d10 . d10 . c0t0d0s0 and c0t1d0s0 . See Chapter 9. A mirror.com/docs/cd/E19253-01/817-5505/esqbt/index. lucreate configures a UFS file system for the mount point root ( / ).oracle. # lucreate -A 'mydescription' \ -m /:/dev/md/dsk/d10:ufs. Example 8–9 Creating a Boot Environment With a Mirror and Specifying Devices (Command Line) In this example. Slice c0t1d0s0 is submirror d2 and is added to mirror d10 . All data on the mirror d10 is overwritten.mirror \ -m /:/dev/dsk/c0t0d0s0. are specified to be used as submirrors. A mirror. A description. it can be upgraded and can be activated (made bootable). All data on the mirror d10 is overwritten. # lucreate -A 'mydescription' \ -m /:/dev/md/dsk/d10:ufs. d10 . lucreate configures a UFS file system for the mount point root ( / ). The contents of the submirror. c0t0d0s0 and c0t1d0s0 . mydescription . the mount points for the file systems are specified by using the -m option. A description. The slice is specified to be submirror d1 and is added to mirror d10. A description. lucreate configures a UFS file system for the mount point root ( / ). This mirror is the receptacle for the current boot environment's root ( / ) file system that is copied to the mirror d10 . See Chapter 9.d2:attach -n another_disk http://download. The submirrors are not specified. is created. Upgrading With Solaris Live Upgrade (Tasks). is associated with the name another_disk . the mount points for the file systems are specified by using the -m option.d1:attach \ -m /:/dev/dsk/c0t1c0s0. but the lucreate command chooses names from a list of available volume names.attach. are saved and no copy occurs. the root ( / ) file system. it can be upgraded and can be activated (made bootable).d1:detach. The new boot environment is named another_disk . mydescription . This mirror is the receptacle for the current boot environment's root ( / ) file system that is copied to the mirror d10 . The new boot environment is named another_disk .preserve \ -m /:/dev/dsk/c0t1d0s0. is created. d1 and d2 . These two submirrors are added to mirror d10 . These two submirrors are attached to mirror d10 . Slice c0t0d0s0 is removed from its current mirror.mirror \ -m /:/dev/dsk/c0t0d0s0:attach \ -m /:/dev/dsk/c0t1d0s0:attach -n another_disk When the creation of the new boot environment is complete. Upgrading With Solaris Live Upgrade (Tasks). A mirror. Two slices. The new boot environment is named another_disk . are submirrors. mydescription . is associated with the name another_disk . # lucreate -A 'mydescription' \ -m /:/dev/md/dsk/d10:ufs. is associated with the name another_disk . is created.mirror \ -m /:/dev/dsk/c0t0d0s0. the mount points for the file systems are specified by using the -m option.d2:attach -n another_disk Example 8–10 Creating a Boot Environment With a Mirror and Not Specifying a Submirror Name (Command Line Interface) In this example.Page 42 of 100 When the creation of the new boot environment is complete.html 7/31/2011 . Two slices. Example 8–11 Creating a Boot Environment and Detaching a Submirror (Command Line) In this example.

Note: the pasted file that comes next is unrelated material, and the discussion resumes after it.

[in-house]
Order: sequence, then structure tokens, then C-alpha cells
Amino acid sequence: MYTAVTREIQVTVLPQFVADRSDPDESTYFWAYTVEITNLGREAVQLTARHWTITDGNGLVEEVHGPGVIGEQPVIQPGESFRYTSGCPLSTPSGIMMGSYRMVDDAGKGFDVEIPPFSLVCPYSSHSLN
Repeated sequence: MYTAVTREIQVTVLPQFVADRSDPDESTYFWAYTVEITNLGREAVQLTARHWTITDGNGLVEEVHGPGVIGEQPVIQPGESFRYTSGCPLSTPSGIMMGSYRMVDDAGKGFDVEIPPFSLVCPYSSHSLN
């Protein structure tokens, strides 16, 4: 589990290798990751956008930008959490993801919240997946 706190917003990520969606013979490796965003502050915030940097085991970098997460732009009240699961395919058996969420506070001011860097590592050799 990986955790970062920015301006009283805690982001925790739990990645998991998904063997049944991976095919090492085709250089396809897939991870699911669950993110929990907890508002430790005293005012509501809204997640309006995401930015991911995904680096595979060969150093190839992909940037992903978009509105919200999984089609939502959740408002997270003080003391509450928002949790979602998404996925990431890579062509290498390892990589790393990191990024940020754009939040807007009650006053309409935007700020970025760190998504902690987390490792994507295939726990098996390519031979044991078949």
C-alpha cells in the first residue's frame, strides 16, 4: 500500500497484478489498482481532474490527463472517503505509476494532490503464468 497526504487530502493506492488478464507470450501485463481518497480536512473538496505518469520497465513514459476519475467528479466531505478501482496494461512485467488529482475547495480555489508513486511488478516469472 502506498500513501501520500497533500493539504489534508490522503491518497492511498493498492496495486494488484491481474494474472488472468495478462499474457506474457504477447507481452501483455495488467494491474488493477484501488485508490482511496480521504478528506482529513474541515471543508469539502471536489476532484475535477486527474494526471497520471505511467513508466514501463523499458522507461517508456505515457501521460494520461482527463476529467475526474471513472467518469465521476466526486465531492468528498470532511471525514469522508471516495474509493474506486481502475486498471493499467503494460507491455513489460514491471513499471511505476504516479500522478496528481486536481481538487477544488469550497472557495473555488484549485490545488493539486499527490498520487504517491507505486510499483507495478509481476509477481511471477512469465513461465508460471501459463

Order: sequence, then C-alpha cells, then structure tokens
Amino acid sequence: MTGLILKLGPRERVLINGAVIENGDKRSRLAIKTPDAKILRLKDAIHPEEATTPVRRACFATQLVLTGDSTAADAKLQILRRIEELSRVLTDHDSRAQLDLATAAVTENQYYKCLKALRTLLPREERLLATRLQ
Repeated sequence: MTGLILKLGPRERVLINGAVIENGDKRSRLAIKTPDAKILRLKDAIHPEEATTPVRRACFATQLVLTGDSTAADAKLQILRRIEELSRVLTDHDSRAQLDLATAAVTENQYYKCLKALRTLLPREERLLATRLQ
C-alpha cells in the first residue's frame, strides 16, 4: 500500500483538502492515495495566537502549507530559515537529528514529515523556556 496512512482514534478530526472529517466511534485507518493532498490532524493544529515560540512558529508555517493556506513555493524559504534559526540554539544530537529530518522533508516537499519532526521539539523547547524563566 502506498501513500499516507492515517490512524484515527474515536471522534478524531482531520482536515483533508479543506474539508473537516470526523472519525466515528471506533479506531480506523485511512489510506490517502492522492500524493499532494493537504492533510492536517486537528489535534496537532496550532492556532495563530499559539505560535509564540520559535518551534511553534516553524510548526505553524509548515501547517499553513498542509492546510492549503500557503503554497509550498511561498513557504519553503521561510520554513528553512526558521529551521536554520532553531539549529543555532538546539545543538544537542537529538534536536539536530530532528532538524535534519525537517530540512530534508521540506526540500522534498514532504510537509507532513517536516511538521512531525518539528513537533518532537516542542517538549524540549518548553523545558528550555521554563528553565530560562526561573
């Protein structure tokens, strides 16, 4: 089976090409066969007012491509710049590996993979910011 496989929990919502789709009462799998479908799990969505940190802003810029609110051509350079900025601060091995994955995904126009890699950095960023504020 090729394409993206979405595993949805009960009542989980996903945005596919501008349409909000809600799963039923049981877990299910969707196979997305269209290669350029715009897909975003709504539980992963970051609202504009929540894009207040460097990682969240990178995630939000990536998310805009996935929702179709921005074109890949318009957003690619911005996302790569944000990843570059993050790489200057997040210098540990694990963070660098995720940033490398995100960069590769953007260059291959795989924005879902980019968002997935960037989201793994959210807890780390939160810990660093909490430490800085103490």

This mirror is the receptacle for the current boot environment's /opt file system that is copied to the mirror d11 . # lucreate -A 'mydescription' \ -m /:/dev/md/dsk/d20:ufs. is associated with the name another_disk . it can be upgraded and can be activated (made bootable). are submirrors d3 and d4 .d4:attach -n another_disk When the creation of the new boot environment is complete. The physical and logical device names are shortened.d2:attach \ -m /opt:/dev/md/dsk/d11:ufs.mirror \ -m /:/dev/dsk/c0t0d0s0. the root ( / ) file system.d1:attach \ -m /:/dev/dsk/c0t1d0s0. The specifiers for the submirrors d1 and d2 are omitted. # lucreate -A 'mydescription' \ -m /:/dev/md/dsk/d10:ufs. Upgrading With Solaris Live Upgrade (Tasks).mirror \ -m /:c0t0d0s0:detach.attach. Two slices. A mirror. The new boot environment is named another_disk . c0t0d0s0 and c0t1d0s0 . are saved and no copy occurs. d20 . To Create a Boot Environment and Customize the Content (CommandLine Interface) http://download. The new boot environment is named another_disk . mydescription . See Chapter 9. This mirror is the receptacle for the current boot environment's root ( / ) file system that is copied to the mirror d10 . See Chapter 9. A description. The name of the submirror is not specified. These two submirrors are added to mirror d10 .preserve \ -m /:c0t1d0s0:attach -n another_disk When the creation of the new boot environment is complete.html 7/31/2011 . See Chapter 9. Example 8–12 Creating a Boot Environment. is created. d11 . Upgrading With Solaris Live Upgrade (Tasks). lucreate configures a UFS file system for the mount point root ( / ). All data on the mirror d11 is overwritten.preserve \ -n another_disk When the creation of the new boot environment is complete.Page 43 of 100 This example can be abbreviated as in the following example. c2t0d0s1 and c3t1d0s1 . A mirror. d10 . mydescription . Two slices. lucreate configures UFS file system for the mount point /opt .attach. Slice c0t0d0s0 is removed from its current mirror and added to the mirror d20 . All data on the mirror d10 is overwritten. A description. are submirrors d1 and d2 . These two submirrors are added to mirror d11 . the boot environment can be upgraded and can be activated (made bootable). it can be upgraded and can be activated (made bootable).d3:attach \ -m /opt:/dev/dsk/c3t1d0s1. the mount points for the file systems are specified by using the -m option. A mirror.oracle.mirror \ -m /:/dev/dsk/c0t0d0s0:detach. is associated with the name another_disk .mirror \ -m /opt:/dev/dsk/c2t0d0s1. Upgrading With Solaris Live Upgrade (Tasks). is created. and Saving Its Contents (Command Line) In this example.com/docs/cd/E19253-01/817-5505/esqbt/index. Detaching a Submirror. The contents of the submirror. lucreate configures a UFS file system for the mount point root ( / ). # lucreate -A 'mydescription' \ -m /:d10:ufs. the mount points for the file systems are specified by using the -m option. is created. Example 8–13 Creating a Boot Environment With Two Mirrors (Command Line Interface) In this example.